Release type: Media Release


New partnership to tackle WA skills shortages

Federal Minister for Education, Julia Gillard and WA Minister for Education and Training, Mark McGowan today announced that Western Australia will be the first state to join the Productivity Places Program.

From July to December 2008, Western Australia will pilot an initiative to deliver 1000 new training places in identified skill shortage areas, with more places expected next year as part of the broader rollout of the program.

The Australian and WA Governments will invest $2 million to provide workers in Western Australia with the chance to upgrade their skills and gain higher level qualifications.

This new partnership will better match training to industry needs and provide businesses with a solution to on-going skill shortages.

The announcement was made at the opening of a new $8.4 million Print and Jewellery training facility at Central TAFE in Perth that will cater for additional apprenticeship training in the printing and jewellery industries. The Australian Government contributed over $7 million towards the establishment of the centre, with $1.1 million from the WA Government.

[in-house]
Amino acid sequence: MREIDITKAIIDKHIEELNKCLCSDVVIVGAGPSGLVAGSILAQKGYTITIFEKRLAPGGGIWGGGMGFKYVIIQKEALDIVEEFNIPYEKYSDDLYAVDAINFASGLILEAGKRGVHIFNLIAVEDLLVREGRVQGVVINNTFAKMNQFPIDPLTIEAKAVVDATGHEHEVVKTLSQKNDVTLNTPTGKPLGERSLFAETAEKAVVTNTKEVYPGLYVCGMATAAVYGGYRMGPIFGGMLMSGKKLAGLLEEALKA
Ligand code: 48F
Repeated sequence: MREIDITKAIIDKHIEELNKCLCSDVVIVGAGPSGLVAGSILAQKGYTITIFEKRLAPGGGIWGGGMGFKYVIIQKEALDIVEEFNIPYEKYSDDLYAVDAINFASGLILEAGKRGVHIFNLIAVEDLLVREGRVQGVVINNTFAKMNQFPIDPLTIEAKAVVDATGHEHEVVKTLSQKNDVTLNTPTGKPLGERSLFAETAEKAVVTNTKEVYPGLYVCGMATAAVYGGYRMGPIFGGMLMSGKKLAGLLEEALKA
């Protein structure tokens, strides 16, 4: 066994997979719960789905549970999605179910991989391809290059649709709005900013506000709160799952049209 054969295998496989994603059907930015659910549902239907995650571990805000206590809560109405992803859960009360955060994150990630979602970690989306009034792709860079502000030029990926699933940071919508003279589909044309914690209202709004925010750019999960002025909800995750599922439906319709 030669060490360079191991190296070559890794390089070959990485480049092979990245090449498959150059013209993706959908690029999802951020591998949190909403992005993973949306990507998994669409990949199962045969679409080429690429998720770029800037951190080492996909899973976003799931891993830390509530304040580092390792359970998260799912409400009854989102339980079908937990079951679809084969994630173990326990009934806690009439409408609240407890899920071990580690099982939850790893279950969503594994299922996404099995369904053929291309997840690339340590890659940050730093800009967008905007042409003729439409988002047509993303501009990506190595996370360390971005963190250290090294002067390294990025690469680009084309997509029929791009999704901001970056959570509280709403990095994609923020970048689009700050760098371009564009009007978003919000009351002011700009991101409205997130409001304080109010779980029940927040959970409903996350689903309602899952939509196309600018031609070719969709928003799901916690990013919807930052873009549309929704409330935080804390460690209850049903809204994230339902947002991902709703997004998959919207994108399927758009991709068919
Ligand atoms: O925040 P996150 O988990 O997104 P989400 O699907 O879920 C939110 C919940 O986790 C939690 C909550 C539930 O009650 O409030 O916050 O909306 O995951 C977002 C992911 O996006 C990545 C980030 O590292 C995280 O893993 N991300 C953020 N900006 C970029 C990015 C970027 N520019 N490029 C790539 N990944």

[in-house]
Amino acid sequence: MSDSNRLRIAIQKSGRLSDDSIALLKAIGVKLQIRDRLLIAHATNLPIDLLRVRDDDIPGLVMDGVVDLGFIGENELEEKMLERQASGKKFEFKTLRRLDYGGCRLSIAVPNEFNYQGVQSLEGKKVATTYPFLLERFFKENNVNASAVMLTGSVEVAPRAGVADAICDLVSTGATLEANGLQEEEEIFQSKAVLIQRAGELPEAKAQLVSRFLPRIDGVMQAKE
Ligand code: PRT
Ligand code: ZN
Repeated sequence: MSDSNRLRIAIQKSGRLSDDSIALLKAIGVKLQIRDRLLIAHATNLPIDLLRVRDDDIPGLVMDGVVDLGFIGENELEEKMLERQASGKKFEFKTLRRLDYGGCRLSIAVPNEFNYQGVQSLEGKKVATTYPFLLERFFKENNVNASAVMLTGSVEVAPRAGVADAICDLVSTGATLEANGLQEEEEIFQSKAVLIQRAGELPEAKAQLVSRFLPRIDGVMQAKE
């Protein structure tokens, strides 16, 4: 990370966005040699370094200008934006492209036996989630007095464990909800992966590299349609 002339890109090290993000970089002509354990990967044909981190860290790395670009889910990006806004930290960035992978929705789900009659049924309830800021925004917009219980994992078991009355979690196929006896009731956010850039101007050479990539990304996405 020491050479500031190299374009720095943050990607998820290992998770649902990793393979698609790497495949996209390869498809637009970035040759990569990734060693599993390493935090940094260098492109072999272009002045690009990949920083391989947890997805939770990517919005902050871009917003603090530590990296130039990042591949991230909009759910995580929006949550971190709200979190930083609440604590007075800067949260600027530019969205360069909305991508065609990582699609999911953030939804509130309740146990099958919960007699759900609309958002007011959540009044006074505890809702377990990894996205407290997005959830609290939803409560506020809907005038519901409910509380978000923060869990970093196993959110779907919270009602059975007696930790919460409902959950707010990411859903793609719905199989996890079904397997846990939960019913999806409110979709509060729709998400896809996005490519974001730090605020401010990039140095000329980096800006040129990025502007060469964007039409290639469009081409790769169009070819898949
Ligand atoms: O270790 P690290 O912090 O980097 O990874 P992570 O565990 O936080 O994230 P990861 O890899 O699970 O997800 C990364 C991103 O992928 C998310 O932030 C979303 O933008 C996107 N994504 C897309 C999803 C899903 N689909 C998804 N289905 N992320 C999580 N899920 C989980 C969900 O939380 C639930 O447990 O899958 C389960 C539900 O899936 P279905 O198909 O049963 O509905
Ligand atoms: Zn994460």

The Australian Government is dedicated to tackling skills shortages across the nation, and this announcement is an important step in delivering 450,000 new training places over the next four years.

This marks the next phase in the rollout of the Productivity Places Program, with the first 20,000 training places already made available for job seekers from April.

The new training places announced today will be targeted to the existing workforce and will be available at the Certificate IV, Diploma and Advanced Diploma levels.

Nearly 80 qualifications will be on offer across a range of industries, including the key skills shortage areas of metals and mining; building and construction; electro-technology; manufacturing; community services; and hospitality and tourism.

The Western Australian Government is to be congratulated as the first state to join the program, and both governments will work together to tackle skill shortages and improve education and training.

More information on the Productivity Places Program is available at: